MACO Transportation had three trucks when it started three years ago, then it got 15 more, and now it has more than 40.
Any member of the Greater Memphis Chamber can graph that trend line in their head. It shows a steady growth trajectory heading in the right direction. It shows a young company finding opportunities, delivering on promises, investing in the business, and, well, growing. To many business folks, it’s called the American Dream.
Randall Massey and his partner (and brother-in-law) Steve Coleman founded MACO after a stint as fleet owners in their former company, Freightmaster. They were basically hauling freight for other companies but began to get more business and then started MACO, a name created from the first two letters of Massey and Coleman.
Massey was in the restaurant business for a long time but got in on the ground floor of a trucking company owned by a friend. And by “ground,” Massey means “ground.”
“I was pushing boxes and pulling orders and doing grunt work,” Massey said. “I started from the ground up, just looking for an opportunity. I ended up doing sales and operations and all those things before starting my own company.”
It wasn’t a major logical leap. Starting a transportation company in Memphis makes as much sense as starting a tech business in Silicon Valley. We know how to move things and we have the access to do it: runways, river, rail and, of course, roads.
If you want to get a handle on just how big the trucking industry is in Memphis, go sit by the “America’s Distribution Center” sign on Lamar Avenue and count trucks. That’s the advice of John Hudson, manager of MACO Transportation, the Memphis trucking company.
“You’d be in the hundreds of trucks within an hour,” Hudson said. “That tells you how big the market is. It really dwarfs the number of airplanes coming in here or the number of barges going by.”
Research from the American Trucking Associations (ATA) claims nearly 70 percent of the country’s domestic freight was moved by trucks in 2014. Trucking companies hauled nearly 10 billion tons of freight that year yielding revenue of more than $700 billion.
Interstate 40 connects the Atlantic and Pacific coasts and it runs right through Memphis. The stretch of I-40 between Memphis and Little Rock is the third busiest trucking corridor in the country, according to Chamber research. Interstate 55 is the country’s primary north/south corridor for the Midwest and it runs right through Memphis.
The future of road transportation looks great here, too. Interstate 69 will soon stretch from Mexico to Canada and Memphis will be right in the middle of it. Also, Memphis will soon be the starting point of the new Interstate 22 corridor that will make a straight shot from here to Birmingham and Atlanta.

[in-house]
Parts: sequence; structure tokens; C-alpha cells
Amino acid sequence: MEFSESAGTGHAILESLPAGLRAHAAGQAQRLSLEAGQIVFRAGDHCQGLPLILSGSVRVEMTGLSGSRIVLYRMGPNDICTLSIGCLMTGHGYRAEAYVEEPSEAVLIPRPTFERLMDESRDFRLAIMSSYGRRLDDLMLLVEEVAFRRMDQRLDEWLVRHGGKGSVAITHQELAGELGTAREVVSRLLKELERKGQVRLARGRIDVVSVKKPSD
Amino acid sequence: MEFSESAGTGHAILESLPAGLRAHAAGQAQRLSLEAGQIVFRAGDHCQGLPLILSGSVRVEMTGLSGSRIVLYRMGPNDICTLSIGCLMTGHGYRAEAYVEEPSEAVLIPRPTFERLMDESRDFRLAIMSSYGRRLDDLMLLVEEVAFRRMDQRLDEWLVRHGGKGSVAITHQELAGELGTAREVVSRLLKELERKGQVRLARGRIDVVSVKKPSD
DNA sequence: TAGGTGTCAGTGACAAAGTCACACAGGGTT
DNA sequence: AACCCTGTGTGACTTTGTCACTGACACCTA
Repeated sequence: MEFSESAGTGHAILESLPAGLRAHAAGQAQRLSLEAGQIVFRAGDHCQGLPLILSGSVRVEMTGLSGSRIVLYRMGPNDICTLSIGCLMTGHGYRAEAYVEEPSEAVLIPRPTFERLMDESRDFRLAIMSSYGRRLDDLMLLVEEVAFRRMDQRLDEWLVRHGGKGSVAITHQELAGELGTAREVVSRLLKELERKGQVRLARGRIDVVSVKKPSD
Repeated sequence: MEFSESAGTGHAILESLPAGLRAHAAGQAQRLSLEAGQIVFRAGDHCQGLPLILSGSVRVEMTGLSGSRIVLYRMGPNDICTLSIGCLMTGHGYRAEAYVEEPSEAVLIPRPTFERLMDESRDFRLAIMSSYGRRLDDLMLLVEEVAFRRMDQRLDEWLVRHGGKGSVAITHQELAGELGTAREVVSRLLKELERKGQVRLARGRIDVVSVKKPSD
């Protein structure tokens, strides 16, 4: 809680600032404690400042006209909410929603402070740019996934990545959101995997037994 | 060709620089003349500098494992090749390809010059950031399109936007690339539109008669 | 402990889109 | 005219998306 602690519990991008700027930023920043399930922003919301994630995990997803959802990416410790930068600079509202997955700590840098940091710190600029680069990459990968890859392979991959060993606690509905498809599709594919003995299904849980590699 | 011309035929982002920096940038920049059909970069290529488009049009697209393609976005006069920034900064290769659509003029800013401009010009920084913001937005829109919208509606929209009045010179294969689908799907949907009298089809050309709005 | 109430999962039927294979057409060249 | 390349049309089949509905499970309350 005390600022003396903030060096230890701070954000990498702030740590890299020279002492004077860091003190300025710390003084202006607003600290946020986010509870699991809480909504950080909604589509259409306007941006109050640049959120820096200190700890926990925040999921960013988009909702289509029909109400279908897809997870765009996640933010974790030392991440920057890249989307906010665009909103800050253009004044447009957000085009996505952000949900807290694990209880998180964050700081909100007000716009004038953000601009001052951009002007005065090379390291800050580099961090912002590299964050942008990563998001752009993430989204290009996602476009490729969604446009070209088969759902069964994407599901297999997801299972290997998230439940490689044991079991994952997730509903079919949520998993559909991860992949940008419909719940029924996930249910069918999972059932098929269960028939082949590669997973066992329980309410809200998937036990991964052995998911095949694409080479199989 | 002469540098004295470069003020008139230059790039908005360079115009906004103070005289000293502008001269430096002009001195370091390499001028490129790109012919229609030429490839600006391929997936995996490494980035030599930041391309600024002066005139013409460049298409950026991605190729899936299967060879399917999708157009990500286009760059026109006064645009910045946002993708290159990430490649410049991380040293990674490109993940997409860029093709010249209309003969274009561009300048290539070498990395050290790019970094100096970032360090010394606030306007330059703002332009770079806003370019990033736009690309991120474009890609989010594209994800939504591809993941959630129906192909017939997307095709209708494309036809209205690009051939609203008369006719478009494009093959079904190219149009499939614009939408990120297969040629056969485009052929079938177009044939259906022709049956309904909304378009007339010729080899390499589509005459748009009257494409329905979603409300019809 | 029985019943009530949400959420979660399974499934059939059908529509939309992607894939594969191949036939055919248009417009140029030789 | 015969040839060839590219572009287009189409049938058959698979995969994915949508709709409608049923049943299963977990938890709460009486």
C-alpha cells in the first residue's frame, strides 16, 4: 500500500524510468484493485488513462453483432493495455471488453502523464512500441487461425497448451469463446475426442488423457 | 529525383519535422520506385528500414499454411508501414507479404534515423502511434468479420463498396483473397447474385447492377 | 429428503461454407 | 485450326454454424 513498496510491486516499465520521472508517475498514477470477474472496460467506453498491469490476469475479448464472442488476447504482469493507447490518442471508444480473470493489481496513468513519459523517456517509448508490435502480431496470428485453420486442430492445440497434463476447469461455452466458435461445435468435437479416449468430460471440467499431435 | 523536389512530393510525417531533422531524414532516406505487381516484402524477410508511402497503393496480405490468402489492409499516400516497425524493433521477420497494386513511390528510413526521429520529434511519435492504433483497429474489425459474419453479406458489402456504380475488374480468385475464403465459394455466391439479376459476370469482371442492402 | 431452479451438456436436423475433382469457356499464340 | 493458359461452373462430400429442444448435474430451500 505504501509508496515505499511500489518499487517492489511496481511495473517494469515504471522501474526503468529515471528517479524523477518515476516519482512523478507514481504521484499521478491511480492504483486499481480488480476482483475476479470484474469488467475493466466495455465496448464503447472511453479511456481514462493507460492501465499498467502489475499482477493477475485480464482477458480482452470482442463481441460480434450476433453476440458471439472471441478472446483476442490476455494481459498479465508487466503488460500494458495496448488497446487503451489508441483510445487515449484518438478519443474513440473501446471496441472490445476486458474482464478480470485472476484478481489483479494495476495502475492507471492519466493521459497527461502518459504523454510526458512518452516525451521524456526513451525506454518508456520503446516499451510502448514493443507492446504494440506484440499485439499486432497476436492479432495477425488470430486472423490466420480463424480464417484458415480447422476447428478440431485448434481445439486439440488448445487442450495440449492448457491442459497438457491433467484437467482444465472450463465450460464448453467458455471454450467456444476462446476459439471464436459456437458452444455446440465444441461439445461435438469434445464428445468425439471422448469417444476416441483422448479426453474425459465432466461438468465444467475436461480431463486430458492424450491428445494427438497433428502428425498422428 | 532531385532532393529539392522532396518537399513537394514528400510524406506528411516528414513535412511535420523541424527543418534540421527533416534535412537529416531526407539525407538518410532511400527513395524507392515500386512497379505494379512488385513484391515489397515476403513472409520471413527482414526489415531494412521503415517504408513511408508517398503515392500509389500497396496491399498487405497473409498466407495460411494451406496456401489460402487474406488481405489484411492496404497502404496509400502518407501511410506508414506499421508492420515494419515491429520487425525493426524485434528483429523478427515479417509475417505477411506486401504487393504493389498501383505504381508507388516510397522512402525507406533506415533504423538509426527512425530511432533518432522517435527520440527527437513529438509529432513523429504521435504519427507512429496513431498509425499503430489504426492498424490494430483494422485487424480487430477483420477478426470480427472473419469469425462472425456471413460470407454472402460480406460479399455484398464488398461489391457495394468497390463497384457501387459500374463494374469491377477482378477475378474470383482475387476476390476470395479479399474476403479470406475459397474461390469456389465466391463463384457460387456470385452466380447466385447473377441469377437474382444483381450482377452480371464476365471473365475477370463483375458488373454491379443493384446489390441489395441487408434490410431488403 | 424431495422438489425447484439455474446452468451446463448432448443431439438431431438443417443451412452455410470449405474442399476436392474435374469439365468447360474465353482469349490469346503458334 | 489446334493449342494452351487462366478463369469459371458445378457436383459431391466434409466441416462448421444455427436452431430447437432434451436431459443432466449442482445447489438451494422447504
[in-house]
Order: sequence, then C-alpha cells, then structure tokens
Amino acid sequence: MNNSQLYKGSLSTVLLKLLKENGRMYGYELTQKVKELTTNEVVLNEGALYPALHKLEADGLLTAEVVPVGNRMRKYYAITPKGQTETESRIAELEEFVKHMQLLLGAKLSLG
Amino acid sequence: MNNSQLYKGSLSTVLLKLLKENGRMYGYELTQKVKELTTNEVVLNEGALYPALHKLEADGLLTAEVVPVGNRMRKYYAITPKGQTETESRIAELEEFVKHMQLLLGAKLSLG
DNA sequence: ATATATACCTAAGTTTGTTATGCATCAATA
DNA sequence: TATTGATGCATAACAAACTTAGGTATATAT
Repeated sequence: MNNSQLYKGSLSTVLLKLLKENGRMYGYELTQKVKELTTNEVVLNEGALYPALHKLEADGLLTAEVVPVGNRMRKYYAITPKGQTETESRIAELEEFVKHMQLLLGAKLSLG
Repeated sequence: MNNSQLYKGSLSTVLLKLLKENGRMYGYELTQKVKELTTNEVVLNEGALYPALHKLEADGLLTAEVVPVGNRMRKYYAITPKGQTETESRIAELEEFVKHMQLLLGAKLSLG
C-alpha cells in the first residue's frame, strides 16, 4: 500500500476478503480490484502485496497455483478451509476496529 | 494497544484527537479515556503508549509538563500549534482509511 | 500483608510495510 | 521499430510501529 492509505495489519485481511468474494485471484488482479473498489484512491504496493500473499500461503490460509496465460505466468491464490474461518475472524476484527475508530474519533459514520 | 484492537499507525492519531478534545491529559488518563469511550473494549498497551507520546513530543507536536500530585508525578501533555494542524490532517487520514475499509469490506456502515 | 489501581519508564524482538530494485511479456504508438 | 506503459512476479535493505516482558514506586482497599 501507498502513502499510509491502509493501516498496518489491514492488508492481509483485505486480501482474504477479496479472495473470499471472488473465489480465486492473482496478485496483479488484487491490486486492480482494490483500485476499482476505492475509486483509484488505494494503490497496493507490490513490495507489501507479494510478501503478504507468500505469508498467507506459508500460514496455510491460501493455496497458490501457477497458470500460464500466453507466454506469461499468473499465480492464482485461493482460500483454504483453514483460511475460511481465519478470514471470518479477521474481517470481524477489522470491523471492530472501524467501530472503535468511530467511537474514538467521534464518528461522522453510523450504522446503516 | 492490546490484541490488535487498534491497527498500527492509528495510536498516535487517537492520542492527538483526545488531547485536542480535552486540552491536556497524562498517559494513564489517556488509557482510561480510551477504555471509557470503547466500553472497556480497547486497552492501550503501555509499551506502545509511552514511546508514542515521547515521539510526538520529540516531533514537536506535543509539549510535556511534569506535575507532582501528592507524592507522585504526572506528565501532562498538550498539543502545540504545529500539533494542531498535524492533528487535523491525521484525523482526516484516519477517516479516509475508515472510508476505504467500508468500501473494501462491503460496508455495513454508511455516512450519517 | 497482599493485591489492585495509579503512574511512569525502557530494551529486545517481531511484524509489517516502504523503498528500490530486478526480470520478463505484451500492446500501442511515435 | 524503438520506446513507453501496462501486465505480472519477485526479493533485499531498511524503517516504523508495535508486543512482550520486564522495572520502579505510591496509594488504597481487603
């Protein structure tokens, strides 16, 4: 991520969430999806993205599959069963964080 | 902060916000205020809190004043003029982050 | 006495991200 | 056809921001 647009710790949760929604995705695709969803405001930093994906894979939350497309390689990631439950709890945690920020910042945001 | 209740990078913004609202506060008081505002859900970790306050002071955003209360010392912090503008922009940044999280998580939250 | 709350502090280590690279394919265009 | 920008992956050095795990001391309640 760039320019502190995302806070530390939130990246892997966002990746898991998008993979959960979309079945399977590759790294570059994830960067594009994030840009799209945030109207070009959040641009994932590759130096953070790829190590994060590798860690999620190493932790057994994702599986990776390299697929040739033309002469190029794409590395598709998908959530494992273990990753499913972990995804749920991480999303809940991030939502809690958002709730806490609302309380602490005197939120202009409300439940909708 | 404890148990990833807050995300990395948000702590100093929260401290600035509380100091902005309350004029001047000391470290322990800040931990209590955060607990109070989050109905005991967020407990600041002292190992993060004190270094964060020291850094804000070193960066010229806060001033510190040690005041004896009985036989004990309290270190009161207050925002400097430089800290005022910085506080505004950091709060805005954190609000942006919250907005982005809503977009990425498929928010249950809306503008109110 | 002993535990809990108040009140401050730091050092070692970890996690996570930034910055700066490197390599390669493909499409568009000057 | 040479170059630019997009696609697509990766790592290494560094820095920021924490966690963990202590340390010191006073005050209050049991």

“From Memphis, you can reach a larger amount of the country’s population within two days,” Massey said. “That makes Memphis a great spot for transportation.”
But the industry does have its challenges, including a shortage of qualified drivers. The average age of drivers now is about 55, according to ATA. Many of them are planning to retire soon and there’s not a waiting pipeline of younger drivers to take their place.
“This isn’t strictly a numbers problem, it is a quality problem too,” ATA chief economist Bob Costello said. “Fleets consistently report receiving applications for open positions, but that many of those candidates do not meet the criteria to be hired.”
The Chamber is working to stay ahead of this problem by partnering with the Greater Memphis Alliance for a Competitive Workforce (GMACW) to create a Commercial Drivers’ License (CDL) Sector Talent Council to focus on recruiting, training and retaining entry-level and skilled positions in this industry.
The Chamber has gathered five of the leading transportation companies in Memphis for this Council to help direct training outcomes, define the length of training, establish certifications and coordinate candidate referrals to company recruitment. The CDL Council will also work to attract youth, veterans, career changers and other populations into the targeted occupations.
Massey says most of MACO’s drivers are home every night, a powerful tool in their recruitment efforts. But the overall growth of the company depends on qualified drivers.
“It’s a back and forth,” Massey says. “You get enough drivers and then you need to book more freight to support them. But you can’t haul anything if you don’t have a good driver in the seat.”
Massey said he and his partner recently decided they wanted to be more active in the Memphis community, and “the Chamber is a perfect place to start.”
“We know the Chamber will add value to our business through networking and information,” Massey said. “We also hope to add value to the Chamber and give back to our community.”
This article was originally featured in the Memphis Crossroads Magazine. Click here to view the entire magazine.
Story by: Toby Sells
Photo by: Troy Glasgow